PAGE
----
Professor Rogers never really answers this question, and this is my only complaint about an otherwise exceptional book. His primary interest is in figuring out ways to "speed up the rate of the diffusion of an innovation." Within a narrow context of business and policy objectives, he is successful. The strengths of this book are its very competent and exhaustive research, which include case studies, criticisms, and policy discussions. It is a worthy book if you are interested in the focused academic topics it attempts to address.
I thought that Malcolm Gladwell did a better job, with a much simpler book, in explaining why and how new ideas get introduced. Still, many questions remain to be answered about innovations. I'd love to read an equivalent book about innovations in the arts. If we are lucky, someone as competent and as thorough as Professor Rogers will take up the topic.
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11 of 11 people found the following review helpful By A Customer on November 30, 1997
Format: Paperback
"Innovations" are not just new products and technologies. It also includes ideas and the patterns that have been called "memes", indeed all social changes that require the voluntary cooperation of the members of society. This is the best of the books on this important and neglected subject. Indeed, it is one of the few. It should be required reading for anyone concerned about social change. One of the more interesting results of research in this area is that innovations diffuse through a society not as the result of broadcast messages but from direct contact between earlier and later adopters and the example provided to the latter by the former. Broadcast media are mainly useful for reinforcing this process. It is also interesting for the light it shines on competitive diffusion processes, such as the competing ideologies of contenders in a political conflict. Some innovations have a higher coefficient of diffusion than others, and, all other factors being equal, will prevail even if they lack objective merit.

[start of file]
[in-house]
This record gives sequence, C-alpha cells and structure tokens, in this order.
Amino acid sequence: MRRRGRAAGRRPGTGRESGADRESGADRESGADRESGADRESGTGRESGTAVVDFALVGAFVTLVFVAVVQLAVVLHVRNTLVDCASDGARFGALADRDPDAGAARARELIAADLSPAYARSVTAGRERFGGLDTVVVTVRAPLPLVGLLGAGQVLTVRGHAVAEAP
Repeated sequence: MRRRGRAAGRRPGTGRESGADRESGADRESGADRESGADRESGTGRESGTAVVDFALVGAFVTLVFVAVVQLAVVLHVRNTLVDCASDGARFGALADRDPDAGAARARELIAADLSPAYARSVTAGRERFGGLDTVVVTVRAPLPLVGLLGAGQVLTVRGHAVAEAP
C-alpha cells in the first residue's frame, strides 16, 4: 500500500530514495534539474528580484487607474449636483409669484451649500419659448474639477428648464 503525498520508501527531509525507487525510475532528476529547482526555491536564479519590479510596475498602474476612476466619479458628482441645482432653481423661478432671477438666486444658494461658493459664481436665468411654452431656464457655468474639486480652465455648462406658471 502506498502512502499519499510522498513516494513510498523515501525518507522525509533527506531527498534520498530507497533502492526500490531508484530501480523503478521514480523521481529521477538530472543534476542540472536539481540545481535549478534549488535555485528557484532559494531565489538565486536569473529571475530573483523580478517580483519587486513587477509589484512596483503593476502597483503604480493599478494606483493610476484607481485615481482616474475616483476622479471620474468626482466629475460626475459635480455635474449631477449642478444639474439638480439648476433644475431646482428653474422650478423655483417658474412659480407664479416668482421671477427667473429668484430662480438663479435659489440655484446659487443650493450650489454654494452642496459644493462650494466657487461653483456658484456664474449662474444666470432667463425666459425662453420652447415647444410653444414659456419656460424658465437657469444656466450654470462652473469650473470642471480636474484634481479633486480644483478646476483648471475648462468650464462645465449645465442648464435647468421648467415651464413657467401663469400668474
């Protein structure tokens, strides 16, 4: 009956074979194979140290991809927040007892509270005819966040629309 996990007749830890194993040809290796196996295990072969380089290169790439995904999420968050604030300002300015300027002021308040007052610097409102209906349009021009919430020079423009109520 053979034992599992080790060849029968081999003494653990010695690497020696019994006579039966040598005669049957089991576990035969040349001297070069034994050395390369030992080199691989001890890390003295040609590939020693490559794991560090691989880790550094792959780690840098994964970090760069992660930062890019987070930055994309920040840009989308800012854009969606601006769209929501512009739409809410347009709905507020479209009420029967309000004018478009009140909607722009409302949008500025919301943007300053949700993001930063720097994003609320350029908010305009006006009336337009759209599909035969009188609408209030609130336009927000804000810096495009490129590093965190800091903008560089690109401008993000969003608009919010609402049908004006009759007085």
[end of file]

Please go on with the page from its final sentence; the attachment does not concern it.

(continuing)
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18 of 20 people found the following review helpful By sdecherney@christianacare.org on May 30, 1999
Format: Paperback
Why the world is not speaking Everett M. Rogers name in the same breath as Edward M. Demings is a mystery to me. Prof Rogers has lucidly described how information is diffused throughout companies and communities. If you want to know how to get information to the next hire, read this book.
Additionally, like Edward Tufte's books on graphical presentation of data, Prof Rogers book is filled with fun stories of successes and failures. Read why we have electric and not more efficient gas refrigerators or why it took 250 years for the British Admiralty to adopt citrus fruit for its sailors to prevent death from scurvy.
This is a must read for anyone in corporate America
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13 of 14 people found the following review helpful By "infochief" on January 2, 2002
Format: Paperback
Well organized and full of relevant real-world case illustrations, this book is exceptionally well-done. Both educational and thoroughly entertaining. As complete as a textbook on the subject yet highly readable.
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15 of 17 people found the following review helpful By divinorp@yahoo.com on October 4, 1999
Format: Paperback
this is one of a kind book that researchers in sociology, psychology and business can use. great to be used in determining the audience impact, use of certain media, tools, ideas, etc. the model used is exactly an innovation that researchers can't resist in using. a new paradigm shift in research methodology. the book is full of illustrative stories to use in related literature of a study. E. Rogers is an excellent scholar. i give him a five star award for his innovation. From: Prof. Rudy P. Divino, DBA(cand)